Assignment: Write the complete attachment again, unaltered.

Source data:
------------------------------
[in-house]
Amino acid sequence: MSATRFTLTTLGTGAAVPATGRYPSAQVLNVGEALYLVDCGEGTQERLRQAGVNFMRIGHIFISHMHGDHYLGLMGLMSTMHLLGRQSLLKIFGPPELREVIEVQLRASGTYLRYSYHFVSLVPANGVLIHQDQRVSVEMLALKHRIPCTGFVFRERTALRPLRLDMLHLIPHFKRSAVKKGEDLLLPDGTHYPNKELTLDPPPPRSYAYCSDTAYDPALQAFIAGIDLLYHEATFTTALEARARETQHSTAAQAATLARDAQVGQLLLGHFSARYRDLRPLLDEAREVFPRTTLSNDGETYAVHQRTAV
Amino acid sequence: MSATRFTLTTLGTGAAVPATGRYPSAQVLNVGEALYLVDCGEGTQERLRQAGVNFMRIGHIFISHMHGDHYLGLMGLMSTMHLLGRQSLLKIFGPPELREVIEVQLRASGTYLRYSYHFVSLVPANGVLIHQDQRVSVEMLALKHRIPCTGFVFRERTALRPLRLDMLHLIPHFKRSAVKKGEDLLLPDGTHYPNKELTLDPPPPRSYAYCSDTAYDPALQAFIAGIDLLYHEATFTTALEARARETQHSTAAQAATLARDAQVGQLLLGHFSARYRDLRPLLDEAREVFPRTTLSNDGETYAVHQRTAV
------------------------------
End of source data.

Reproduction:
[in-house]
Amino acid sequence: MSATRFTLTTLGTGAAVPATGRYPSAQVLNVGEALYLVDCGEGTQERLRQAGVNFMRIGHIFISHMHGDHYLGLMGLMSTMHLLGRQSLLKIFGPPELREVIEVQLRASGTYLRYSYHFVSLVPANGVLIHQDQRVSVEMLALKHRIPCTGFVFRERTALRPLRLDMLHLIPHFKRSAVKKGEDLLLPDGTHYPNKELTLDPPPPRSYAYCSDTAYDPALQAFIAGIDLLYHEATFTTALEARARETQHSTAAQAATLARDAQVGQLLLGHFSARYRDLRPLLDEAREVFPRTTLSNDGETYAVHQRTAV
Amino acid sequence: MSATRFTLTTLGTGAAVPATGRYPSAQVLNVGEALYLVDCGEGTQERLRQAGVNFMRIGHIFISHMHGDHYLGLMGLMSTMHLLGRQSLLKIFGPPELREVIEVQLRASGTYLRYSYHFVSLVPANGVLIHQDQRVSVEMLALKHRIPCTGFVFRERTALRPLRLDMLHLIPHFKRSAVKKGEDLLLPDGTHYPNKELTLDPPPPRSYAYCSDTAYDPALQAFIAGIDLLYHEATFTTALEARARETQHSTAAQAATLARDAQVGQLLLGHFSARYRDLRPLLDEAREVFPRTTLSNDGETYAVHQRTAV